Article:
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Last month, a state appellate court issued an opinion in a Florida slip and fall case involving a woman who fell while at a grocery store. The case required the court to determine if the woman presented sufficient evidence to show that the store had constructive knowledge of the hazard that caused her fall. Ultimately, the court found that the plaintiff could not succeed in her claim because the evidence did not suggest that the danger was present for a sufficient period of time to impute constructive knowledge of the hazard to the store.

Florida slip and fall cases are based on the legal theory of negligence. Thus, a plaintiff must prove that the defendant knew or should have known about the hazard. If a defendant is entirely unaware of a hazard, courts will generally not find that the defendant was negligent in failing to address the risk. There are two ways to prove a defendant’s knowledge of the hazard. The first is by showing that the defendant had actual knowledge of the hazard. This may be demonstrated by submitting a previous customer complaint about a hazard.

Constructive knowledge is the other way that a plaintiff can prove the defendant knew about the dangerous condition that caused their fall. Constructive knowledge is essentially a legal fiction that, when present, imputes knowledge of a hazard to a defendant. In Florida, there are two ways to establish constructive knowledge, 1.) by showing the amount of time that the hazard was present or, 2.) by showing that the dangerous condition occurred so often that the defendant should have known of its existence.

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Recently a Florida appellate court issued an opinion regarding an accident arising from shoulder injuries a man suffered when he lost control of his bicycle and fell into a drainage ditch. The man filed a personal injury lawsuit against the county alleging that they had actual or constructive knowledge of the unsafe and dangerous ditch, they failed to warn the public of the hazard, and they negligently maintained the ditch.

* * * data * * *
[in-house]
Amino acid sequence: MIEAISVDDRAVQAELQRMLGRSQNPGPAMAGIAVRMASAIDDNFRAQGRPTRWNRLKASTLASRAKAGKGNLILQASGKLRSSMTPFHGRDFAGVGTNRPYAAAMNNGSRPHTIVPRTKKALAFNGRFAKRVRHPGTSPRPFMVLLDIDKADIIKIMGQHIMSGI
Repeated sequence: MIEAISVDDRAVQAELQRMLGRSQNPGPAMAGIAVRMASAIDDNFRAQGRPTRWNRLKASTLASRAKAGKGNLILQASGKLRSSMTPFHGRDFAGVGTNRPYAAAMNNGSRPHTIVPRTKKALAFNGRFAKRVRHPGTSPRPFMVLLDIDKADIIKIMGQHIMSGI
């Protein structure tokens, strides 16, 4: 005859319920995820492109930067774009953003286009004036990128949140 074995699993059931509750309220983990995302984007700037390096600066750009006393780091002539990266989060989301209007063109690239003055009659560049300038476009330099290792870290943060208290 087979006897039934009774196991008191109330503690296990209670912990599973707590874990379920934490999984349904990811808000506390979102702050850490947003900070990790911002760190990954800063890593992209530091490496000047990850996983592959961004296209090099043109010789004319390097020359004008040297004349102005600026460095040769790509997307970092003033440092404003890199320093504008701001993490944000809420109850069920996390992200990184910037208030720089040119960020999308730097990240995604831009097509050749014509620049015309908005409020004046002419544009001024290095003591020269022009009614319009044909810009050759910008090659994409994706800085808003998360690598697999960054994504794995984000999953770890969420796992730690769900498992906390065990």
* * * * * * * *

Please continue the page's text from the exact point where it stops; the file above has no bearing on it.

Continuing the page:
The plaintiff presented an expert who testified that the shoulder area of the intersection did not have a recovery slope or clear zones for bicyclists to control their bikes safely. Further, during a deposition, the expert stated that the pavement was hazardous because the pavement was deteriorating and cracked. The county moved to dismiss the case, arguing that they were not liable because the plaintiff did not establish causation. They claimed that the plaintiff could not remember how the accident occurred or how he fell into the ditch.

Florida law provides that the party moving for summary judgment must demonstrate that the case presents no genuine issues of material fact, and that they are entitled to judgment as a matter of law. In the context of personal injury cases, the inquiry is not whether the plaintiff has evidence or personal knowledge of facts establishing the at-fault party’s negligence. Further, defendants moving for summary judgment do not meet their burden just by pointing to the plaintiff’s inability to prove exactly what caused their damages. Instead, it is the trier of fact’s job to answer questions regarding causation.

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The Florida District Court of Appeals recently released an opinion addressing whether a property owner breached its non-delegable statutory duty to a person injured on a boat dock. The case arose after a woman suffered injuries on a boat dock outside of her friends’ beach club condominium. The woman filed a lawsuit against the beach club, her friends, and the construction company that was in charge of repairing the dock. She contended that the beach club was liable for breaching its duty to maintain the dock, the construction was responsible for failing to repair the dock, and her friends should have warned her of any hazardous conditions.

In response, the beach club argued the affirmative defense of comparative negligence, alleging that third parties caused the woman’s injuries. However, the plaintiff argued that the beach club was jointly and severally liable for all of her damages, and the defense was inappropriate because the club did not identify the other parties’ negligence.